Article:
His words made me feel like a heavy load had been placed on my shoulders. I tried so hard not to cry, but my efforts were futile. Tears kept flowing down my cheeks as I speechlessly gazed at him.

Swiftly, my mind took me several years back. I saw him as he stood then and gently uttered words which patted my soul.

“Mma Mupacho, I will pay for the school fees and any other necessities he needs; you can always count on me. I’ll try to make sure that he gets good education,” Uncle Zagwa comforted my mother and me in front of everyone.

“May the Almighty continue blessing you sir. There is nothing I can say except to thank the good Lord for what you have just said,” mother said tearfully.

That was three days after my father’s burial, and everything seemed to have been taking a steady pace. Then, I turned my face up to look at Uncle Zagwa. All I saw was a haloed being, a saviour who hopped in at the moment we needed rescue. Uncle Zagwa had just successfully opposed the idea of selling my late father’s piece of land and sharing the income. Uncle Ndumile, the eldest son in my late father’s family, had made this suggestion. Uncle Zagwa declared that the land was to remain in the hands of my mother, so that we grew our own food.

A few weeks later Uncle Zagwa paid us a visit as it was his routine. This time he brought us another pile of groceries even though some he brought the previous month had not finished. He also brought me a new school uniform, which made my mother and me very happy and grateful.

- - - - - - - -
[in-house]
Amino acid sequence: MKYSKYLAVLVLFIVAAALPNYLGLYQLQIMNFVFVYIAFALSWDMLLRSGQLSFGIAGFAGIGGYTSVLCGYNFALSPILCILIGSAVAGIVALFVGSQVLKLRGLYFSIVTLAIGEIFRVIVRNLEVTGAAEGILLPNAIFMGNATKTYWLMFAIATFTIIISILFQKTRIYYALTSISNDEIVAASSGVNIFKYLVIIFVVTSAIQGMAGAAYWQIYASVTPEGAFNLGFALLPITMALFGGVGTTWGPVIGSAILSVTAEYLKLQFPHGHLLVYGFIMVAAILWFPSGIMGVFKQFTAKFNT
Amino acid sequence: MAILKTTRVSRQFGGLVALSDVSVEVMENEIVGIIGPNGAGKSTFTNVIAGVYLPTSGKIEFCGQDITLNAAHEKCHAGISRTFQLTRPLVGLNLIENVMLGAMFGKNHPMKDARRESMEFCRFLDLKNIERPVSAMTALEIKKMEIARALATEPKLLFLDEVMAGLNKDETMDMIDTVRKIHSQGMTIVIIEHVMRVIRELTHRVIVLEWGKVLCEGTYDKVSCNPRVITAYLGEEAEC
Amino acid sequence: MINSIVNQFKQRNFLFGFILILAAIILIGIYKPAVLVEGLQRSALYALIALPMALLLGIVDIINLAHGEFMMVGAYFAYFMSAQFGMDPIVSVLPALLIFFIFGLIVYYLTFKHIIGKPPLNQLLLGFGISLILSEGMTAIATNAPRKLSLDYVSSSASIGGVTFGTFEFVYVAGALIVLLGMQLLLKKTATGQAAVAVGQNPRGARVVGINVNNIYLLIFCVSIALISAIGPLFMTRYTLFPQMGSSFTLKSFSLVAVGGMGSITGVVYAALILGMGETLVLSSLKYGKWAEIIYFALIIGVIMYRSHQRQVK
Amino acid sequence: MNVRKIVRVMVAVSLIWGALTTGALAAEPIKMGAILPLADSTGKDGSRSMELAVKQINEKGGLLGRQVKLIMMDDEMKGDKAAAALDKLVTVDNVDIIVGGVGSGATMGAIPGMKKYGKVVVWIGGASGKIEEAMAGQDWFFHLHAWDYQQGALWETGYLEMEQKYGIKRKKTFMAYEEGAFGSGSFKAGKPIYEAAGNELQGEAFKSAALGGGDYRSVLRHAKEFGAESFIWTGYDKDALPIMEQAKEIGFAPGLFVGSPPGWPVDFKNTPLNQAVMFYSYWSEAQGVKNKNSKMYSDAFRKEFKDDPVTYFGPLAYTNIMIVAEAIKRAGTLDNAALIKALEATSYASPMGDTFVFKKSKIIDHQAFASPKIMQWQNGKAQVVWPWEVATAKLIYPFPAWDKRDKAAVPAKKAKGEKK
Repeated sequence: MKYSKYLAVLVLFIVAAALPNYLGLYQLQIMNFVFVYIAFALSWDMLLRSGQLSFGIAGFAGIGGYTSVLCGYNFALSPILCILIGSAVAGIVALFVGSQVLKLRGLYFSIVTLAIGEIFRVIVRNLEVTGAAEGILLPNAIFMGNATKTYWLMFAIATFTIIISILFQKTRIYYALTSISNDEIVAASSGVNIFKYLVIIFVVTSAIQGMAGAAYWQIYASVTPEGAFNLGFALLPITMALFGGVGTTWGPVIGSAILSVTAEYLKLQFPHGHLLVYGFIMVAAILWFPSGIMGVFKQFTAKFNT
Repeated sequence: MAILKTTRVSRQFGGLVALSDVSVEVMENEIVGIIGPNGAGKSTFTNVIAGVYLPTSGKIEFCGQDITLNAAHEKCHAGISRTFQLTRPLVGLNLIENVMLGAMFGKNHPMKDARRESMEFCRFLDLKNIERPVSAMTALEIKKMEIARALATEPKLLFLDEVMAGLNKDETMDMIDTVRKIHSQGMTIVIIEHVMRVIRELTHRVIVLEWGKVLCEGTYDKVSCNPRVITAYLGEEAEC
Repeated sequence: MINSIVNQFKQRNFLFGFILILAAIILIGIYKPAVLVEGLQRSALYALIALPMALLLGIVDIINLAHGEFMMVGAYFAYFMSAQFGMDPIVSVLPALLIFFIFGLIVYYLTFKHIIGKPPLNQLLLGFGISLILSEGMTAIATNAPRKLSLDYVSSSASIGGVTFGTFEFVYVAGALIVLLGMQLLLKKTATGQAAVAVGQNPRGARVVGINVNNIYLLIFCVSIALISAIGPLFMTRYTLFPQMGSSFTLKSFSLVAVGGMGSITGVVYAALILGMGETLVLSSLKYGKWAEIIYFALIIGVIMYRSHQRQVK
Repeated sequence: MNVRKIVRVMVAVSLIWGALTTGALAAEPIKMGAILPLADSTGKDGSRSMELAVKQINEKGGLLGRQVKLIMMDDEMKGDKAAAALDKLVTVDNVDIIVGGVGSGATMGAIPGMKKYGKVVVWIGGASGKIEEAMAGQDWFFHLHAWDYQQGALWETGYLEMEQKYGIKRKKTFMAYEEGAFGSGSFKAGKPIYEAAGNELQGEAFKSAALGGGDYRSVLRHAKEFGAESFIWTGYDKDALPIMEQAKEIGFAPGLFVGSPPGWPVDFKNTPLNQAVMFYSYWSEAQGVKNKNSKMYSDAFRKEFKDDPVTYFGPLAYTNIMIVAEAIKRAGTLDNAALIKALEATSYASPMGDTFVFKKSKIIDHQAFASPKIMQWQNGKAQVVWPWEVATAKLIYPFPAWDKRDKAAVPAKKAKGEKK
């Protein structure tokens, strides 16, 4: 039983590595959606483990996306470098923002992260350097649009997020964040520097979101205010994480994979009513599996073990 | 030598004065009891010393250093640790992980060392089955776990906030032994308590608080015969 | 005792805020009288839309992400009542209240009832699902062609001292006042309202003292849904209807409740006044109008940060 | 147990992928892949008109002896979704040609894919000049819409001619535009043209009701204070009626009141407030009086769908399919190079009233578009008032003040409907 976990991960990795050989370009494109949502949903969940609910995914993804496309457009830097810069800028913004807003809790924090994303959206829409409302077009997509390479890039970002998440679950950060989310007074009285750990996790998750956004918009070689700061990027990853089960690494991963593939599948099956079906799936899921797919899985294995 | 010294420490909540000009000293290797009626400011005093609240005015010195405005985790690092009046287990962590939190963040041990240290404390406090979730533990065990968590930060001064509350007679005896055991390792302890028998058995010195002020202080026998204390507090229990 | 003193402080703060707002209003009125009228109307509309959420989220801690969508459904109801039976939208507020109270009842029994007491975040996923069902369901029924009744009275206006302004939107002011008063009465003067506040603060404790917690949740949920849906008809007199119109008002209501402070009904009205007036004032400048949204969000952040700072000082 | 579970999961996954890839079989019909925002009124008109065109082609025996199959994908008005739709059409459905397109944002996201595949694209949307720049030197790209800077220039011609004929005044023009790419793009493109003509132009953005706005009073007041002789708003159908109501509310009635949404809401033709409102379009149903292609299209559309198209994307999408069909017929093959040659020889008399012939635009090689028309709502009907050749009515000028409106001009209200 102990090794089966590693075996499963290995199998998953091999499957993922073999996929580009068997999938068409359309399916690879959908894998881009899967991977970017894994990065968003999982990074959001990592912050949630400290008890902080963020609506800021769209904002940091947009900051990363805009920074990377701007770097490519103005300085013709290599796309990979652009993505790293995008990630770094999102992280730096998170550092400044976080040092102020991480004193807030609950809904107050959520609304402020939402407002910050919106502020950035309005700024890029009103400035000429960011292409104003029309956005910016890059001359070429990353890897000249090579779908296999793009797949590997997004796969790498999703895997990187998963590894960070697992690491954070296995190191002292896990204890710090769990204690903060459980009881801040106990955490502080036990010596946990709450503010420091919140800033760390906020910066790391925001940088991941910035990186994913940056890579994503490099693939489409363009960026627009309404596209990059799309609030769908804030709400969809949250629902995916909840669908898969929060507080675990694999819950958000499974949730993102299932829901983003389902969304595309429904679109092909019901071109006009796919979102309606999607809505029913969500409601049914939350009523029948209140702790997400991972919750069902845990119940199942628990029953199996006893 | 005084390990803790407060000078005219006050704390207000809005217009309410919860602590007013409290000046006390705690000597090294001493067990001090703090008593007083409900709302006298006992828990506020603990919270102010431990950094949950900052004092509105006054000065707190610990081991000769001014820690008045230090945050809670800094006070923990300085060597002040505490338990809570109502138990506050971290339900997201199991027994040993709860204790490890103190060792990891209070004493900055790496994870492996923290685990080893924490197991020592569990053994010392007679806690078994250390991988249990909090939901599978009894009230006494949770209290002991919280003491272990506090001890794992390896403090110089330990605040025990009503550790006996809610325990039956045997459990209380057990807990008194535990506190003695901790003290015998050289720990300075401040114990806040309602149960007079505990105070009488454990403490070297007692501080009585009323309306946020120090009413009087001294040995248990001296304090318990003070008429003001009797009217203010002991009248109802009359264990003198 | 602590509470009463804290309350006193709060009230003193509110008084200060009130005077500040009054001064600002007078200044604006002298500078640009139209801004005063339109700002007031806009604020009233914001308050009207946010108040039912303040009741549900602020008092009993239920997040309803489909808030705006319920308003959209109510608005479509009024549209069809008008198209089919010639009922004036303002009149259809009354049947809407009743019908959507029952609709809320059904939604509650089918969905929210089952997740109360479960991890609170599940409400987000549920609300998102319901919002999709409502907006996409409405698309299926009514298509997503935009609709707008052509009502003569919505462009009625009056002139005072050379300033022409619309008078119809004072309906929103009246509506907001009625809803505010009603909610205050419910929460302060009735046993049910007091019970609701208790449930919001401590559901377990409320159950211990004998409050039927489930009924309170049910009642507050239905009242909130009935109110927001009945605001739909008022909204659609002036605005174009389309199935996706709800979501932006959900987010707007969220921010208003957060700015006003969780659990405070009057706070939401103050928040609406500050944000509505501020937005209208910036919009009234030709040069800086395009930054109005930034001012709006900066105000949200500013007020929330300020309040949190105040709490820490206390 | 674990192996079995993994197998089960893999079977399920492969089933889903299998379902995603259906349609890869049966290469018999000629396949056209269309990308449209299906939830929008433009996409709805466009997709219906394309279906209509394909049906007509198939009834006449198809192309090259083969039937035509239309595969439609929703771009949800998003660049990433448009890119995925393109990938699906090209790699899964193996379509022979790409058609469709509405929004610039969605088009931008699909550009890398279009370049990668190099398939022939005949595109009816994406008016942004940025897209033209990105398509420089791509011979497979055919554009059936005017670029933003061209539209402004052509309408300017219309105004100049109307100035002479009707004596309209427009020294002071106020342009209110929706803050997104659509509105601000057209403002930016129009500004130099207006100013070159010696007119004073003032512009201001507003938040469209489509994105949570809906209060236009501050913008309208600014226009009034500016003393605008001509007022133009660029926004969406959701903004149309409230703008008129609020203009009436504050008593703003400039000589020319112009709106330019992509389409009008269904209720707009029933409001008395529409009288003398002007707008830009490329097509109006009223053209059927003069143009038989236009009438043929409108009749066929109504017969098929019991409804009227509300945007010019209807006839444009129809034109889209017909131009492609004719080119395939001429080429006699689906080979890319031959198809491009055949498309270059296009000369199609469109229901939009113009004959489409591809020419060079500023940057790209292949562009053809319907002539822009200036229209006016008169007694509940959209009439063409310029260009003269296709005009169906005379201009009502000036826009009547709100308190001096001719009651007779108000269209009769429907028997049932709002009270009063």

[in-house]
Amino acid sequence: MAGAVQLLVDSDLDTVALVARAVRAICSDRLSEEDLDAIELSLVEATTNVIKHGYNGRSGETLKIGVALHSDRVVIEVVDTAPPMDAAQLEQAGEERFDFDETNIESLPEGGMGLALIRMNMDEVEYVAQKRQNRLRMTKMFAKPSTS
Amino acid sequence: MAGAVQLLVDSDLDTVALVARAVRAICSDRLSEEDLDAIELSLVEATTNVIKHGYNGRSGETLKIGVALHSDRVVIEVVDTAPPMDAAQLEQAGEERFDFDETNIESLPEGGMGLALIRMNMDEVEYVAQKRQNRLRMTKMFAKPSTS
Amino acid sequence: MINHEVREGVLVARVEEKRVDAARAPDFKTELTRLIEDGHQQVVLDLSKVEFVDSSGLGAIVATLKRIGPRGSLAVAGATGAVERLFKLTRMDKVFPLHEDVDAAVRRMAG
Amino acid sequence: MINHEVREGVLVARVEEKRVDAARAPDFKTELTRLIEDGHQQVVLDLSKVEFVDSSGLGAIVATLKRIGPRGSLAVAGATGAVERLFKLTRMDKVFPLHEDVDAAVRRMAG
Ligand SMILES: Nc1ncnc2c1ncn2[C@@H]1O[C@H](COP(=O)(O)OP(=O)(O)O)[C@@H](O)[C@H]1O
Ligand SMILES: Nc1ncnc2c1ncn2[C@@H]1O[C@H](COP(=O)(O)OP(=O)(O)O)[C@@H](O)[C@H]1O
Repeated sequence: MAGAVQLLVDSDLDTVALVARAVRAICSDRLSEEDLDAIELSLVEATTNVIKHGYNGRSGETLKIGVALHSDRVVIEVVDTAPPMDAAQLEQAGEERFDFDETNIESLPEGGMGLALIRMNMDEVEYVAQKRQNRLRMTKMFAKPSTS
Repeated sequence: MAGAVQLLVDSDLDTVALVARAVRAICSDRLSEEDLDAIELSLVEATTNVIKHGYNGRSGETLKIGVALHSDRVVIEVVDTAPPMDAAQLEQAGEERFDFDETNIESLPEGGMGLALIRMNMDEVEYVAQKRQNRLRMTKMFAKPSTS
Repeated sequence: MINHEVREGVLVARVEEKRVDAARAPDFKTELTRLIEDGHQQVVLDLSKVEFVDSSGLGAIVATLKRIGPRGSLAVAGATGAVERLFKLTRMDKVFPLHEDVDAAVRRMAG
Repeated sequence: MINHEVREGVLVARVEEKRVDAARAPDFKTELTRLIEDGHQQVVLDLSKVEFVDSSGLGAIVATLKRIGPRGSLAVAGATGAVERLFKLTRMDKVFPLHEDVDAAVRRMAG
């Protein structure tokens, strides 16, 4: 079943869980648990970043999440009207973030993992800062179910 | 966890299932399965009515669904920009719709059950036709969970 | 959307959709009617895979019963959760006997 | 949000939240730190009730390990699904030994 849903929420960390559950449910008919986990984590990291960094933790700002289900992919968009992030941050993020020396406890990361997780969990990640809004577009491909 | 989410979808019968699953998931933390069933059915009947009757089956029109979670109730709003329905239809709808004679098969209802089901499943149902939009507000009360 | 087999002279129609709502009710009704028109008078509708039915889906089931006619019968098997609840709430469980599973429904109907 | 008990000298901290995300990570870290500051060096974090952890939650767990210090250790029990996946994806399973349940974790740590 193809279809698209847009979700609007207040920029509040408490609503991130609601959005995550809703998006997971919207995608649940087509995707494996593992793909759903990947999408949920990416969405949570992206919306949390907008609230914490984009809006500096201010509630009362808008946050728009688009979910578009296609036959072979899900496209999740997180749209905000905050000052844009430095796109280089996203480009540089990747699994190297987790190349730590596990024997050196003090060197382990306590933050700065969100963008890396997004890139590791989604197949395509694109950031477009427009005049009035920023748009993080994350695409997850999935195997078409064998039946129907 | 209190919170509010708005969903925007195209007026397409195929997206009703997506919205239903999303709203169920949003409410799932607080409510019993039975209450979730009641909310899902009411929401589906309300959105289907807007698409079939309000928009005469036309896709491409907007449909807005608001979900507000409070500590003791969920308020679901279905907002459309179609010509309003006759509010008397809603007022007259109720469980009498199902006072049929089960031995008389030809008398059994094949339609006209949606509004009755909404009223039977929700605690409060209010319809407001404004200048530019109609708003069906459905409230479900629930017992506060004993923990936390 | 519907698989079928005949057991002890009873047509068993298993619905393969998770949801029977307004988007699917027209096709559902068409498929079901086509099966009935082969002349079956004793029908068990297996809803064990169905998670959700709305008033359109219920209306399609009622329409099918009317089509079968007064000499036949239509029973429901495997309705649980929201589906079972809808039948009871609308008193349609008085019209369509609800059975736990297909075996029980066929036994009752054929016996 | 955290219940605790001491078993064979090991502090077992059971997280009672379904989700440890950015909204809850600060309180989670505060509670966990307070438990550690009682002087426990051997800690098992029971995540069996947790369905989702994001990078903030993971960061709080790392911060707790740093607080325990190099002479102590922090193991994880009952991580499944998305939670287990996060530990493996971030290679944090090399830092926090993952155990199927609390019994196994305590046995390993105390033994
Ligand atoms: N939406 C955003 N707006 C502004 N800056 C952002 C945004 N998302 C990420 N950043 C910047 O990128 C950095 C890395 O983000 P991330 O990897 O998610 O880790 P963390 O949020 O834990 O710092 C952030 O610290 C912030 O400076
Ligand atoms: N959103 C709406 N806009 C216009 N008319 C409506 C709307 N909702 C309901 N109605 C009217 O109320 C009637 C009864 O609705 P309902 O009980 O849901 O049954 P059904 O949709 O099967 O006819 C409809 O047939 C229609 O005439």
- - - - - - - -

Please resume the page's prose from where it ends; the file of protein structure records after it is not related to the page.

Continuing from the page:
“Thank you Uncle Zagwa, may the Creator abundantly replace where you have been subtracting.” My mother tried to smile as she thanked my uncle.

I couldn’t think of the best words to express my gratitude. I stood where I was, mouth agape. Uncle Zagwa took very good care of us, as if he did not have a family of his own to look after.

But suddenly, the tables turned and all that our hearts wore was anguish.

I was surprised that this serpent of an uncle, by the name of Zagwa, still had the guts to show his face in front of me after eleven years. On this day, I wish I had the strength like that of the blind Samson on the day he took to death with him multitudes of philistines. I thought of jumping out of my wheel chair and pounce at him like a hungry lion does to its prey, and watch him die with his neck in my hands. I reminisced on all the hardships my mother and I experienced because of his cruelty.
As I sat in my wheel chair, I closed my eyes in an attempt not to let a tear fall from my eyes.


Tell us: What do you think changed Uncle Zagwa?